Another complex interplay investigated in this collection is that between Puerto Rico and the U.S. The poem “a beach exists” compares Puerto Ricans leaving for the U.S. to mermaids amputating “their singular leg / wanting to be bipeds…for the future children / to be born without gills.” This calls upon one of the prevailing ideas from last month’s column: the erasure of culture to ensure success. However, Puerto Rico’s unique relationship with the U.S. also influences this discussion of culture. In “the word resources selects us,” the author juxtaposes moments of cultural immersion in Puerto Rico with the threat of U.S. influence: “the word resources selects us…saying / i need you ornamental lover of the territory.” “Territory” refers to the commonwealth status of Puerto Rico in the U.S. that makes the former susceptible to plundering by the latter. This poem follows “a long procession of loudspeakers in mourning,” which emphasizes the importance of Puerto Rico attaining agency; it’s culture and economy under the threat of colonialism and capitalism.
The final lines of “the word resources selects us” read “and i keep planting translucid fences / around the plaza del mercado.” These fences are a final defense against the encroaching power of the U.S., but they also represent internal conflicts. “I’m obsessed with names,” Salas Rivera told me. “The names of streets and highways of Puerto Rico are the story of our history.” Including them was a conscious choice with historical implications. “[Luis] Muñoz Marín … would build a housing project next to a rich condominio…[so] the people in the housing project would be inspired to better their lives…this kind of twisted colony stuff.” By voicing their experiences, x/ex/exis denounces attempts to erase and exclude underprivileged/underrepresented communities within Puerto Rico.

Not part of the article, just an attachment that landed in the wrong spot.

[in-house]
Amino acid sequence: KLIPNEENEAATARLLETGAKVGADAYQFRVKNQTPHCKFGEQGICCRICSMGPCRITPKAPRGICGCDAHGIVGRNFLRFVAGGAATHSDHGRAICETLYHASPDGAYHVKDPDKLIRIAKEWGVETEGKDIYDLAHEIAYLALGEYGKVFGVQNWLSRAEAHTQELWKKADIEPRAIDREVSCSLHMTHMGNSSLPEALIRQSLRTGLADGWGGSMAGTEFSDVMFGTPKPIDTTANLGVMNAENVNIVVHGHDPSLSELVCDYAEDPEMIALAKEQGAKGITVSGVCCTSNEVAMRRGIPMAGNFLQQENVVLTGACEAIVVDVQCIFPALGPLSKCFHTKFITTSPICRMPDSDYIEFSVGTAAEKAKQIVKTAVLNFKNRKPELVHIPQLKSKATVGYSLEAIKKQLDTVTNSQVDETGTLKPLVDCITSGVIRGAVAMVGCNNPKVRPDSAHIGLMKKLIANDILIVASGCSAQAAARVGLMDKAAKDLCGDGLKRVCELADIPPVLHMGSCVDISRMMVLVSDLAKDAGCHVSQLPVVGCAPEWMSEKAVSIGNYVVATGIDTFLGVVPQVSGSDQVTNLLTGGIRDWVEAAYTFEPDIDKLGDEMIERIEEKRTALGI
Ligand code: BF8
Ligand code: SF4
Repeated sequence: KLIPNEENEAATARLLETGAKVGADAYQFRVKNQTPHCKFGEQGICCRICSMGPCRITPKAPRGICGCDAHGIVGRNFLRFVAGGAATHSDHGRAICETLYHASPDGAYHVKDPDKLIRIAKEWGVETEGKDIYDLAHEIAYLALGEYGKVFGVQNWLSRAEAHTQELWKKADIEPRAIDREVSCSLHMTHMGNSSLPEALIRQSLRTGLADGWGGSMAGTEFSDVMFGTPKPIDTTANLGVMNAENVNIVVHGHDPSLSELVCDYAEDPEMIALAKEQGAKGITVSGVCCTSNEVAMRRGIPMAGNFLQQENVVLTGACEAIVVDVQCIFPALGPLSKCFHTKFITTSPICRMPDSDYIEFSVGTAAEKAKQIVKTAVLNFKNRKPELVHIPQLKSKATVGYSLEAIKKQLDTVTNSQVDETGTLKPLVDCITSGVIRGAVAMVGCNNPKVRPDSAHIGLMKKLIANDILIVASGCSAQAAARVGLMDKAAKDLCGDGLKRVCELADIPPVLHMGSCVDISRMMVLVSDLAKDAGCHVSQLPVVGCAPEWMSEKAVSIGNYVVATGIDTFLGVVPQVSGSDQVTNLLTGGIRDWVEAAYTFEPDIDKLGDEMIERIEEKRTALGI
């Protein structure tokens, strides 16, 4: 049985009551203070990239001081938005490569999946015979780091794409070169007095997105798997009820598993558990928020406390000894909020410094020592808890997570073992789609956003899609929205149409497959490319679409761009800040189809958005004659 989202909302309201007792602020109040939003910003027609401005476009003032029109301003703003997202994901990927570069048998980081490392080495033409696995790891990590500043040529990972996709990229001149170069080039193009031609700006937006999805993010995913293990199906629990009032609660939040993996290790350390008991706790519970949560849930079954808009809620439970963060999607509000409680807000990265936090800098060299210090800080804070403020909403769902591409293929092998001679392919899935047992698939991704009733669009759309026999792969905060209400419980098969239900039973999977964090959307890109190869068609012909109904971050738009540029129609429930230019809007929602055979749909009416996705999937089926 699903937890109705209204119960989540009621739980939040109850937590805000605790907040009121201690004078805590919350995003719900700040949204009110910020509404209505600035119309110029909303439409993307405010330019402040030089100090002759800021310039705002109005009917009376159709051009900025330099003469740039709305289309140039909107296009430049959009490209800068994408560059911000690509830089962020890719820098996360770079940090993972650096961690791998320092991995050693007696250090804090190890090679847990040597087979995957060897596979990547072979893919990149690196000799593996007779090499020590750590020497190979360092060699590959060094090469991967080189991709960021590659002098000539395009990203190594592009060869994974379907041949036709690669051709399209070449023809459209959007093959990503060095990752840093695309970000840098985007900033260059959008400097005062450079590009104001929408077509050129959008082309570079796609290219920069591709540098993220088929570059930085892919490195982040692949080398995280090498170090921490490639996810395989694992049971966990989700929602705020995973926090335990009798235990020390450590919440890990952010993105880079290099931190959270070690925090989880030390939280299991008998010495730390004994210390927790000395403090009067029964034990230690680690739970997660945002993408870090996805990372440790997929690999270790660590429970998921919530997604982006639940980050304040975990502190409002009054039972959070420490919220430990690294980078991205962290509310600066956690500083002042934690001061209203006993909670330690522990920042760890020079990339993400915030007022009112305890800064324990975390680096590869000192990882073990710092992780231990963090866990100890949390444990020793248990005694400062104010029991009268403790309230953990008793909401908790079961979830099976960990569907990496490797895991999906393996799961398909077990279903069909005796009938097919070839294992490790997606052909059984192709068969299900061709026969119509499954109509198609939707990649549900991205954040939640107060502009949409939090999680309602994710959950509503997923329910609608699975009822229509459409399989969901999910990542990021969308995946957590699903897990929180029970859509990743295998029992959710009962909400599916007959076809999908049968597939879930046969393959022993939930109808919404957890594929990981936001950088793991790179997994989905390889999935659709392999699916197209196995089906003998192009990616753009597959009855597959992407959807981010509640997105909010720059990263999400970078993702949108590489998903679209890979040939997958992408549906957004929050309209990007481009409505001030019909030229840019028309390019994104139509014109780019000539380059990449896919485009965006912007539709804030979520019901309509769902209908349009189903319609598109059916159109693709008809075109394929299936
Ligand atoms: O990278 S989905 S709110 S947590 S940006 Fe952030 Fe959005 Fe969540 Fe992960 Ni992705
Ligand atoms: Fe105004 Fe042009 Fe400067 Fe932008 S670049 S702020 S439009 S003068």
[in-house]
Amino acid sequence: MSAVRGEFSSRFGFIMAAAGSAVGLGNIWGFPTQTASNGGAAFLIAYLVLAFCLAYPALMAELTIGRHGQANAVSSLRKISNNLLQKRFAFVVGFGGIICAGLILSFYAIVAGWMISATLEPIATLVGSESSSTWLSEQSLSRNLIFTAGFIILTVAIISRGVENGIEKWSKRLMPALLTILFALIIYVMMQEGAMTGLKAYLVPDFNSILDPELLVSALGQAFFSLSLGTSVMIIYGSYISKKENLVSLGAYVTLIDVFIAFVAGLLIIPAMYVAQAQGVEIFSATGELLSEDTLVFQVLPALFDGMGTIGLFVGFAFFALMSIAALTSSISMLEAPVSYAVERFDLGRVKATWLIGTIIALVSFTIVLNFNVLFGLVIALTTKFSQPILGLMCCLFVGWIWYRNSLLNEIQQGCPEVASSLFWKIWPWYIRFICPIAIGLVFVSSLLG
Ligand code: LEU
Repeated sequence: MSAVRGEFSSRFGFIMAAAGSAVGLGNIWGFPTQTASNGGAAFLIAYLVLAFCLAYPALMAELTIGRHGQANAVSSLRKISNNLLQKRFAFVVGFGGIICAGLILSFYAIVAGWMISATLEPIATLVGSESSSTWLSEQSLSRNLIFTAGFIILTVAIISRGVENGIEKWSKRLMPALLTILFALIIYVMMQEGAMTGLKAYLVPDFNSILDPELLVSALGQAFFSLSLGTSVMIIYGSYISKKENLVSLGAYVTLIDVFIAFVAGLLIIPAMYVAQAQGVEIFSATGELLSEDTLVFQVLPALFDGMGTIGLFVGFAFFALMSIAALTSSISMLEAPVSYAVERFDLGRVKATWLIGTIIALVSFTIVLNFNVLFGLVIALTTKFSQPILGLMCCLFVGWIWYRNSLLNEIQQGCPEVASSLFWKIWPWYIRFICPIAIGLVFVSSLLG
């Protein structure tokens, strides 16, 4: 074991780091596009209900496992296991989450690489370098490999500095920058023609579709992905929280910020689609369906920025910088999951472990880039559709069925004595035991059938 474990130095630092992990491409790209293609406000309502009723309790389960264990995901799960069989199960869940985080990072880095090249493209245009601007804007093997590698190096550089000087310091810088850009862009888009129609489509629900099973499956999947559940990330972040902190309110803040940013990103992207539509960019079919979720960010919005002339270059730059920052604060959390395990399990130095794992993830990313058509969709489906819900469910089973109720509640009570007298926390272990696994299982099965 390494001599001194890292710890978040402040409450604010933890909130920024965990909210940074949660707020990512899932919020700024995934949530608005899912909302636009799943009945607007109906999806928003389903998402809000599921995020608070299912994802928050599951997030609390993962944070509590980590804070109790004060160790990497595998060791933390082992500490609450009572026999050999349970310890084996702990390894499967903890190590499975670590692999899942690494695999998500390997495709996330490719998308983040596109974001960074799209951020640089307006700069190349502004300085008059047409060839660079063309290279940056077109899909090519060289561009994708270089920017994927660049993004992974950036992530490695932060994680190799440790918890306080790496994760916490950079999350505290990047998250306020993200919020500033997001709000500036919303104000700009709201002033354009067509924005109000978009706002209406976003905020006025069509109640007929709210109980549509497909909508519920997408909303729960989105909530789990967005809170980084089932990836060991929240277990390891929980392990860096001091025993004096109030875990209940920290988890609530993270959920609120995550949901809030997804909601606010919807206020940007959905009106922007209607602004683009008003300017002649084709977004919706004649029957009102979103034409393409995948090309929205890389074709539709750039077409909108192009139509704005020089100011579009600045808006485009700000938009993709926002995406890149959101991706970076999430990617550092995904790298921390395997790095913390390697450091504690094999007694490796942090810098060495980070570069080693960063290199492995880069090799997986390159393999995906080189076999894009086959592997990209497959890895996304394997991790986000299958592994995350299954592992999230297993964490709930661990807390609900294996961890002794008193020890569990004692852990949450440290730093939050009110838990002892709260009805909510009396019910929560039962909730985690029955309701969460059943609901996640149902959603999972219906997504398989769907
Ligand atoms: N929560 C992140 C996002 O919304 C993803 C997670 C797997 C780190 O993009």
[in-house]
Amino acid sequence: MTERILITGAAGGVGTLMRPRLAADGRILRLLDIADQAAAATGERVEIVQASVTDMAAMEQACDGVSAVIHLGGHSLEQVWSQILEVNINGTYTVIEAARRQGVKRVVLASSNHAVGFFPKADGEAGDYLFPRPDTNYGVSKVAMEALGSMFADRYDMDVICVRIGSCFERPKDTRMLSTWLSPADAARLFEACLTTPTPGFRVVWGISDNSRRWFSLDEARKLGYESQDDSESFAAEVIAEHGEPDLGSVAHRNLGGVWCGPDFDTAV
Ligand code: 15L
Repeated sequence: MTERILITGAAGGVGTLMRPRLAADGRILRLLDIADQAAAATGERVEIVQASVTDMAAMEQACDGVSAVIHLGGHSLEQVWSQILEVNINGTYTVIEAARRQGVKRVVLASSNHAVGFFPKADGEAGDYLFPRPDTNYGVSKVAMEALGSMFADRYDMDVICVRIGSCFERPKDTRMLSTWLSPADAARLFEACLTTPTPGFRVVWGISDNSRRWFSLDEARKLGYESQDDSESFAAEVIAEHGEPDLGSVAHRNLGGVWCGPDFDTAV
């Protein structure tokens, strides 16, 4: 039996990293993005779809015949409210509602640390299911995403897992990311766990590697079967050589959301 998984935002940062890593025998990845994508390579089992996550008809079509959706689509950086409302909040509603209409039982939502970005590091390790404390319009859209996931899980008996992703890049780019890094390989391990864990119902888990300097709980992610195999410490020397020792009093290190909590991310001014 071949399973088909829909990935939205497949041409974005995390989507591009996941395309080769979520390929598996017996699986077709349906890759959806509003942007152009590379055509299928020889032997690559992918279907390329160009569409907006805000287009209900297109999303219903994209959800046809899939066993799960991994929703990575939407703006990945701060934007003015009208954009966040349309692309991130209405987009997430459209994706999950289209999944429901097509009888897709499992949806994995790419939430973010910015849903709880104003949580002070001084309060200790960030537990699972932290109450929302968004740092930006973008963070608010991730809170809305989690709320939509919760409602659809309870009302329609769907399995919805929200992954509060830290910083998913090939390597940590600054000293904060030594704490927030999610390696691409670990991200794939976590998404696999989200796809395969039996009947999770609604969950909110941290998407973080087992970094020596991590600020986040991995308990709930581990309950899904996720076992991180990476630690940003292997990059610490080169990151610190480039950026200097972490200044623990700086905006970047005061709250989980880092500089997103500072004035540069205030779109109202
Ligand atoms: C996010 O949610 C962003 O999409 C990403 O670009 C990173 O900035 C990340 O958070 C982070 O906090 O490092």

Yet another institution of exclusion in these poems is the Catholic Church. “The history of the Catholic Church tied in with conquest in Puerto Rico, with colonialism,” Salas Rivera said. Nowhere is this connection clearer than in “in puerto rico we inherit your wars,” which equates the violence of the state (and Church) with the betrayal of history. In this poem, “the father” asks “if it’s worth / destroying faith” to recover Taíno bones discovered beneath a church. Based on a true story, this poem examines the Church’s willingness to abandon people like those in trans communities, who Salas Rivera says the religious ultra right view as “the enemy”: “gender inclusive language [is called] as an oppressive thing…trans people are the target.” Again, the author’s culture denies their right to be.
Toward the end of our interview, Salas Rivera admitted that this collection paints a bleak image of transness, but they also point out that it captures a moment in their life they needed to document. And it does just that. It presents a complex web of relationships between government, culture, and gender, asking readers to question the systems that define their culture, their country, and their self.
If you enjoy(ed) the themes and episodic narrative of x/ex/exis, I recommend Carmen Maria Machado’s, In The Dream House. If you enjoy(ed) its visceral diction, check out blud by Rachel McKibbens.
Thanks to The University of Arizona Press for the review copy and to Raquel Salas Rivera for the interview!